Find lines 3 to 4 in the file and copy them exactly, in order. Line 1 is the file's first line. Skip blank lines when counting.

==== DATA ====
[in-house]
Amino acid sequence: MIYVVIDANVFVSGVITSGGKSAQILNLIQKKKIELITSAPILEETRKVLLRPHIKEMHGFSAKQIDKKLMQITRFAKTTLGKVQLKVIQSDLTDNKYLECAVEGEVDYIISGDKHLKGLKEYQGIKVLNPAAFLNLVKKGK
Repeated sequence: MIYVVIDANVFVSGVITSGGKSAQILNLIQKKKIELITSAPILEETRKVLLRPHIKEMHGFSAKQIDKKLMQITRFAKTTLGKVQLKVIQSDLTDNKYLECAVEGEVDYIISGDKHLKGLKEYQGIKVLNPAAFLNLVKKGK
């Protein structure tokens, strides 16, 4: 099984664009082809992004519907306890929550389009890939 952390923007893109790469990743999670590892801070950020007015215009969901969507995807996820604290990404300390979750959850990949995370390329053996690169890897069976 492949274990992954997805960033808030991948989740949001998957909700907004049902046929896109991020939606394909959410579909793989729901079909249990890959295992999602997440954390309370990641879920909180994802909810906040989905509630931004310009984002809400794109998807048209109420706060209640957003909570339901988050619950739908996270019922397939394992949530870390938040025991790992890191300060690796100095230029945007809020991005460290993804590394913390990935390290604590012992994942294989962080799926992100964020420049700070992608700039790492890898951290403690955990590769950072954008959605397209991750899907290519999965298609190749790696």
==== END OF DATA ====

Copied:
Repeated sequence: MIYVVIDANVFVSGVITSGGKSAQILNLIQKKKIELITSAPILEETRKVLLRPHIKEMHGFSAKQIDKKLMQITRFAKTTLGKVQLKVIQSDLTDNKYLECAVEGEVDYIISGDKHLKGLKEYQGIKVLNPAAFLNLVKKGK
């Protein structure tokens, strides 16, 4: 099984664009082809992004519907306890929550389009890939 952390923007893109790469990743999670590892801070950020007015215009969901969507995807996820604290990404300390979750959850990949995370390329053996690169890897069976 492949274990992954997805960033808030991948989740949001998957909700907004049902046929896109991020939606394909959410579909793989729901079909249990890959295992999602997440954390309370990641879920909180994802909810906040989905509630931004310009984002809400794109998807048209109420706060209640957003909570339901988050619950739908996270019922397939394992949530870390938040025991790992890191300060690796100095230029945007809020991005460290993804590394913390990935390290604590012992994942294989962080799926992100964020420049700070992608700039790492890898951290403690955990590769950072954008959605397209991750899907290519999965298609190749790696």